I’ve recently discovered Markdown and it looks quite handy – a simple markup language that produces formatted text that can be exported to HTML and PDF without further conversion. It’s an attractive idea but I couldn’t see any way I needed to use it, since I’ve already got at least a dozen fully-featured text editors for producing both web pages and PDFs. Just possibly I could use it to write an extremely simple web page, but that was about it.
However, my search for a note-taking application (see last post) turned up WriteMonkey.This is an extremely simple, barebones writing program, and you can use Markdown in it. (You don’t have to, you can write in plain text if you want to, but then why use WM in the first place?) According to the testimonials, many writers use it; the main point of using Markdown for writing lengthy text that needs some formatting – novels, stories etc – is that you can format text as you write instead of breaking off to highlight a word or sentence, search the task bar for the right button, and click on the button. In other words, your writing flow isn’t interrupted.
I’ve had Scrivener for a couple of years, attempting to write a book. In many ways it’s a good program for writing, with lots of useful features. However, for me there are just too many features, with a hard-to-navigate interface. Lots of professional writers swear by it and it’s clearly hugely useful for them, but it’s just too cumbersome for me and I simply can’t get the hang of it – I’m forever stopping to try to find some bit of text or information that I put on the corkboard somewhere. And of course, there’s the formatting faff. So WriteMonkey’s “zenware” approach has me hooked.
My initial experience with it wasn’t positive – it opened with a full-screen blank splash page that had a grey background that appeared on my screen as an eye-aching flicker. The task bar was almost empty, with things like Preferences, Save and so on nowhere to be seen. After a lot of fruitless searching, I’d almost decided to give up on it, when an accidental right-click on the page bought up a long list of options. All part of WM’s minimalist approach, but it would have been helpful to have been told about it somewhere in the documentation! However once I’d found that, I quickly customised things (getting rid of that migraine-inducing splash screen was first) and started playing.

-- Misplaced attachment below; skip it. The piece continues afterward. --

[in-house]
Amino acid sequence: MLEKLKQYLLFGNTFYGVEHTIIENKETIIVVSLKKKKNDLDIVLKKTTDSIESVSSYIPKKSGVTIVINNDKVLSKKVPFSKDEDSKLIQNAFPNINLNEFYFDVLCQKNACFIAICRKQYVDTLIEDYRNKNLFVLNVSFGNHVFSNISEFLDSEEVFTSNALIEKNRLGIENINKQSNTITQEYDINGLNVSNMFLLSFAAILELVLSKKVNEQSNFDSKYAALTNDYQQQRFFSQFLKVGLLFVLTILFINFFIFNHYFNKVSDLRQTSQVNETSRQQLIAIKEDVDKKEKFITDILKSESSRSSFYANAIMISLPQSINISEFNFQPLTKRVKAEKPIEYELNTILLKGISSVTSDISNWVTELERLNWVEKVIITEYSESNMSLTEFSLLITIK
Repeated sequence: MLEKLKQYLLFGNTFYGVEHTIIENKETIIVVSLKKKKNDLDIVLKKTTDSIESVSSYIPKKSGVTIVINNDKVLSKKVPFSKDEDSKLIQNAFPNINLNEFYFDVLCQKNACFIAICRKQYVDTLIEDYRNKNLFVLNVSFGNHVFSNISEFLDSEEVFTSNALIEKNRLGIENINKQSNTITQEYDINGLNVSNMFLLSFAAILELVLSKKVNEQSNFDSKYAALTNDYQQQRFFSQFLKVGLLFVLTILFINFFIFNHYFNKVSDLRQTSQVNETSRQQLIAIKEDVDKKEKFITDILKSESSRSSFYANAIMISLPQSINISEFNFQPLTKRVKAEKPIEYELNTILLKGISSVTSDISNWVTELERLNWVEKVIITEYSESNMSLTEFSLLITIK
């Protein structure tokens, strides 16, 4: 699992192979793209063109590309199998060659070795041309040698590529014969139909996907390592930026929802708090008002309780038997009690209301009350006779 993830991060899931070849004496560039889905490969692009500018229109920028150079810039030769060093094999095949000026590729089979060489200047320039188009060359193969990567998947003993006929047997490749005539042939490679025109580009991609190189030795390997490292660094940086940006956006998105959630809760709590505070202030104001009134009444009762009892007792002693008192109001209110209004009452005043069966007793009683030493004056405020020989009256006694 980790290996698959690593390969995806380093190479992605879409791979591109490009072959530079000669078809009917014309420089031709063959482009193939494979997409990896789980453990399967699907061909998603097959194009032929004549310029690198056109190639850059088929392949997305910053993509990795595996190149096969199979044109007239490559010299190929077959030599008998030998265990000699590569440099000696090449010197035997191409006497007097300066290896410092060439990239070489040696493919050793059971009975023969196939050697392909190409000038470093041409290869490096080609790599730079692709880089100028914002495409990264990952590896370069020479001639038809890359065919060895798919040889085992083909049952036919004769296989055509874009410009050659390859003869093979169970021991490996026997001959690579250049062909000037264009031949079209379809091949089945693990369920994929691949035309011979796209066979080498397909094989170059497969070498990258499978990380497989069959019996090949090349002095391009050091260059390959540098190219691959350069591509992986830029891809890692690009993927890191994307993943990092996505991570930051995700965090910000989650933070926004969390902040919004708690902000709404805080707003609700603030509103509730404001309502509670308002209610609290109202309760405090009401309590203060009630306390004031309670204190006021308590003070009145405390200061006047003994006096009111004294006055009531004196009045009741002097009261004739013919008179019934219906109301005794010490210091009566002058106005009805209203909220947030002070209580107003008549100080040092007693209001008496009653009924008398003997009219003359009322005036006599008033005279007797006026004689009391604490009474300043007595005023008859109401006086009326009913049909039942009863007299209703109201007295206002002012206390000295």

The basic program is free and is perfectly adequate for a writing project. If you want more flexibility, there are a number of plugins – all available for a single one-time donation – that add a spellchecker, search, thesaurus, extra export options and several Scrivener-like features, particularly a ‘board’ where where you can store odd bits of text, graphics or information to be used in your project. The difference with Scrivener is that you can choose which features to install, and they don’t complicate the interface – you can just get on with writing your brilliant prose! If you want, you can go full-screen and have a page completely clear of visual distraction; if your preferred writing style is the ‘straight-from-the-brain-to-the-keyboard’ sort, you can disable the Delete, Backspace, Copy and Paste commands; you can minimise, or even do away with, using the mouse with a huge number of keyboard shortcuts; the story files are saved as .txt format so that they can be opened in any text editor. Finally, it’s very small and can be installed on a USB key.
All that means that WriteMonkey gets the thumbs-up from me.
PS – it’s a Windows-only program. Sorry all you Macheads and Linuxers!